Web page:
Digital preservation is important, since the information can be better preserved and shared by having multiple backup and distributed copies. Flatbed scanners are usually the tool of choice to generate the images. 300 dpi (dots per inch) scan resolution is a good rule of thumb, although it may be more than needed for newspaper-like items. I like to name each scan file with the year, person and short subject indication. For cataloging, I usually rely on the descriptive filenames, which can be viewed and searched via the computer’s normal mechanisms. For a few kinds of items for which it seems important, I make text files with greater detail about the contents.

DON’T use the cheap plastic envelopes to keep your original paper records in. The chemicals in them destroy the contents over time. Use proper archive quality plastic envelopes if you wish to keep them in good order for future generations. – Colin Mar 20 at 7:26

I would start by investing in some (archival-quality) plastic binder pockets. For digital storage, a small flatbed scanner will get a better image, but a digital camera is also fine for recording a digital copy. Try to organize as you go (slip an article into the plastic, scan/photograph it, and then record any additional notes about it), although I would prioritize physical organization if you’re finding it overwhelming or you’re facing a time constraint.

The great thing about using binder pockets (assuming things will fit in them) is that it’s simple to:

1. take the binder to a family reunion and let everybody page through it

2. drastically reduce the possibility of damaging something while reading

3. take the collection to a library or other archive to look up vital records

4. reorganize the order

5. group by event (wedding, death, birth, etc.)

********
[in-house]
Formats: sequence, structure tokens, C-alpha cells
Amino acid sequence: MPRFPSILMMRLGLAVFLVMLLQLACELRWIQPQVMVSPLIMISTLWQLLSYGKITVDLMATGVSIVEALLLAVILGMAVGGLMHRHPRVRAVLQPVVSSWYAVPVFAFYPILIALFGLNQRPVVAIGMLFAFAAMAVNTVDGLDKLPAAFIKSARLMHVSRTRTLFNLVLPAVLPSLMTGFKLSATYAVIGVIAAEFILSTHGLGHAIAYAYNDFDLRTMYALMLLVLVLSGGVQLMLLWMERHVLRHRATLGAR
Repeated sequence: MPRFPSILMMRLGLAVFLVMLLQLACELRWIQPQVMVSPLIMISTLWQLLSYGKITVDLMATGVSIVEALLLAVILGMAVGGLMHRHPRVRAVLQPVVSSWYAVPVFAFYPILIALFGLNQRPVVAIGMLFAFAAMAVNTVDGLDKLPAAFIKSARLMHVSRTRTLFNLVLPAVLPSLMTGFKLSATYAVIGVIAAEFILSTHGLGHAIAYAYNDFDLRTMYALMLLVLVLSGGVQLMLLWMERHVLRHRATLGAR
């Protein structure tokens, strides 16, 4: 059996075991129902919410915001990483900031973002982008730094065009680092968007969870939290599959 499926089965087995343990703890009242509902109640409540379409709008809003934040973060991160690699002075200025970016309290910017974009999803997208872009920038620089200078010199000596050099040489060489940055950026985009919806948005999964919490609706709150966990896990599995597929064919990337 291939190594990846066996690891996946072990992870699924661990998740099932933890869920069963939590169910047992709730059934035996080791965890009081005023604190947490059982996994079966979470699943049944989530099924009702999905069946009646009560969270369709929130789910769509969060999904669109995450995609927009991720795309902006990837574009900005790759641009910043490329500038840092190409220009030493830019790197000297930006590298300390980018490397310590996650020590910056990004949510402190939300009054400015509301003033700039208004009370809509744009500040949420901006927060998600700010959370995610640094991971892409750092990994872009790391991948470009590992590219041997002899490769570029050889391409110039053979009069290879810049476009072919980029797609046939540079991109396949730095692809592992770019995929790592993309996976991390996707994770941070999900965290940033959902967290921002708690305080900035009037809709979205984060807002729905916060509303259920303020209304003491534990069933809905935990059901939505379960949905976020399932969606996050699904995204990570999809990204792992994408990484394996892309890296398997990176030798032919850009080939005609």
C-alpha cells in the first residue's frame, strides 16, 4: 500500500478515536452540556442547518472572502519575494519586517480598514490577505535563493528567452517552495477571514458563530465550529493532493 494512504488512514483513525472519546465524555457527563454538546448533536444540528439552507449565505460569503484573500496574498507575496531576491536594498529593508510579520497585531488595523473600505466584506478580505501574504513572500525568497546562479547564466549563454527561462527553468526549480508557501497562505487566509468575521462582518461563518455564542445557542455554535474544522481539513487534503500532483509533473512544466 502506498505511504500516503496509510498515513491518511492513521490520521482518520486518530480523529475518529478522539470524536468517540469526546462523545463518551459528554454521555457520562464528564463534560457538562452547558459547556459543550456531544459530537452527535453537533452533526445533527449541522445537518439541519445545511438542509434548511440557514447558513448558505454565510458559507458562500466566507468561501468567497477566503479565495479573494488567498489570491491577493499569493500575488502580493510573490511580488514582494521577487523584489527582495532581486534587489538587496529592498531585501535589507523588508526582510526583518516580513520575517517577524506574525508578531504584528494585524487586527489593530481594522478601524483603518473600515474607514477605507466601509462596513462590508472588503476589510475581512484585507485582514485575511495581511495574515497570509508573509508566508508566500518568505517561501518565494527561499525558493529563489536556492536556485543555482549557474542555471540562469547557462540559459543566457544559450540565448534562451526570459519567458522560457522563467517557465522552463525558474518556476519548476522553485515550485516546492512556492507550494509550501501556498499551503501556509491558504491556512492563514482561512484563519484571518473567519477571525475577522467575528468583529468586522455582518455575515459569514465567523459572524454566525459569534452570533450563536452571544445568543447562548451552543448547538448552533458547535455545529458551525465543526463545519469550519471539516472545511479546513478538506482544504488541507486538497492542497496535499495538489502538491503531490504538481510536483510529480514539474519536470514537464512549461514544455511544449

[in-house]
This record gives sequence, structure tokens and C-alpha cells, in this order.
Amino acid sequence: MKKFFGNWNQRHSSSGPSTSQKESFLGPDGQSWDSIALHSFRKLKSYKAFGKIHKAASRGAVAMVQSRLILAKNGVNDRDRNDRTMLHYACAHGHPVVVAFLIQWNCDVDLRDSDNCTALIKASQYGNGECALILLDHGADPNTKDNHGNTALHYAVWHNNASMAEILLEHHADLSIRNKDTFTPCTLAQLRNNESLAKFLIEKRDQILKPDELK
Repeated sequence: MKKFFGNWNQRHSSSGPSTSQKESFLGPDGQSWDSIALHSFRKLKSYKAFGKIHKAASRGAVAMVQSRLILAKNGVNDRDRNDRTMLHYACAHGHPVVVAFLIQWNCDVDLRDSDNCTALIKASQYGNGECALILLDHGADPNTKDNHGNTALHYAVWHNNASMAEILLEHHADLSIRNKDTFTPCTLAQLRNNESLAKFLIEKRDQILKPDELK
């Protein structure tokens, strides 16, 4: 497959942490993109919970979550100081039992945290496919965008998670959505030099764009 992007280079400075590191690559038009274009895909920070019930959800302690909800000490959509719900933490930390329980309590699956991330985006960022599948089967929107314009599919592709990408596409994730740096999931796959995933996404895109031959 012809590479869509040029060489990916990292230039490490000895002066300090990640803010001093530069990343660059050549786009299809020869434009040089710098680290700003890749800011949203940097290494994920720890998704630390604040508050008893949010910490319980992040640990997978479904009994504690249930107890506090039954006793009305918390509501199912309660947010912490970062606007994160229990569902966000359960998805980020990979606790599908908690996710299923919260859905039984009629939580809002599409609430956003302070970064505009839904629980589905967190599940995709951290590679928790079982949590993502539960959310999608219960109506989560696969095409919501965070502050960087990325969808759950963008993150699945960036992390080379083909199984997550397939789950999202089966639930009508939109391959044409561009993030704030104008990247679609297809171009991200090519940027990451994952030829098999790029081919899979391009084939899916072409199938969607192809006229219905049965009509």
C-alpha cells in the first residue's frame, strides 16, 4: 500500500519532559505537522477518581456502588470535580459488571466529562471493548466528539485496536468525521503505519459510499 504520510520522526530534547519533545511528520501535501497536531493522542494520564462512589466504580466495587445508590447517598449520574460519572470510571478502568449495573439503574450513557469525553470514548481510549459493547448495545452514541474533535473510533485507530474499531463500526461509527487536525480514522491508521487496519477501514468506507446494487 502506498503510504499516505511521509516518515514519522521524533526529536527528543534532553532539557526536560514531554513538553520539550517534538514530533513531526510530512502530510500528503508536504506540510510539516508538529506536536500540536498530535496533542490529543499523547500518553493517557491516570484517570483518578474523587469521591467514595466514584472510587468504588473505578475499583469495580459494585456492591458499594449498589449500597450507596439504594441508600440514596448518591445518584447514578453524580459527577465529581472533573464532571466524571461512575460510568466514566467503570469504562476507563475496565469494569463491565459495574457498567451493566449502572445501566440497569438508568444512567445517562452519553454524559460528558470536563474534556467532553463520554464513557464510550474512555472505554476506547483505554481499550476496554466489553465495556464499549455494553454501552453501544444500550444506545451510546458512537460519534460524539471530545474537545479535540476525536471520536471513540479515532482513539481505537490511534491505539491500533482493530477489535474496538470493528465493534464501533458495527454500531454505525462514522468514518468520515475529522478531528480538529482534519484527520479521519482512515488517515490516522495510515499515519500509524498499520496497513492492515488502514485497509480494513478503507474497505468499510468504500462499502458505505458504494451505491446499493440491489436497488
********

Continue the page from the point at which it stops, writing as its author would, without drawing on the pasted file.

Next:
6. group pieces by family

7. group pieces by generation

8. or change your mind halfway through and switch your organization around!

Try to include your grandmother or other older relatives in the preservation process as much as possible — hopefully they will be thrilled that you’re excited about your family history and want to share all sorts of stories about the newspaper articles, photographs, etc. (Ironically, this makes the job of “family historian” harder, since you not only need to preserve the physical object, but also organize associated stories — but it is so, so worthwhile. The number of details and even new family relationships that I learned about when reading through newspaper articles with my grandmother was astounding.)

Ephemera comes in all shapes and sizes. Check out The Heirloom Registry to preserve the stories attached to ephemera found around the house. The online registry allows users to preserve and share the stories behind family heirlooms and precious belongings. You can see the Heirloom Registry sticker on the bottom of my teacup in this picture.

As another person mentioned, digital records, as simple as taking an image with your cell phone, are a good way to capture the information. I have done this with great success in photographing an old scrapbook full of newspaper clippings my grandfather made. I can zoom in and read all the text in the article clippings. The challenge with this is HOW DO YOU ADD CONTEXT AND METADATA TO A DIGITAL FILE? And therein lays the crux of your question. I would suggest that you do as the archivists would do. Assign each piece of ephemera it’s own unique identifier (number) and then in a separate document (notebook, text file or database) record the number and then all the contextual information you know about it. Like “Grandma clipped this out of the Washington Post when Aunt Mabel died” or “Cousin Grace gave Grandma this muffin recipe in 1960 – Grandma made it once, but thought it had too much baking soda, so she adjusted the recipe. She said it was Grandpa’s favorite :)”

I’ve been scanning the family photo albums and doing some acid-free repair as I go. I have a high quality flatbed scanner and have done the photos separately (both sides if there’s anything on the reverse) and transcribed any writing on the photo, photo back or page captions into the jpeg files information.

Then I set up a camera and photograph the entire album page with all photos on it. Context can be important.

After I have a set done, I put the photos up on a photoshare site (SmugMug in my case) in a private gallery so I can share them out and have an online backup of the information.

My next project is all the stories my grandmother handwrote to my siblings and I when we were children relating her growing up in Texas and New Mexico during the great depression. They are priceless to all our family.

There is now a free eBook in PDF format available from here all about preservation of records that is well worth downloading and reading imho.

Free Ebook about ephemera preservation:
http://www.digitalpreservation.gov/documents/ebookpdf_march18.pdf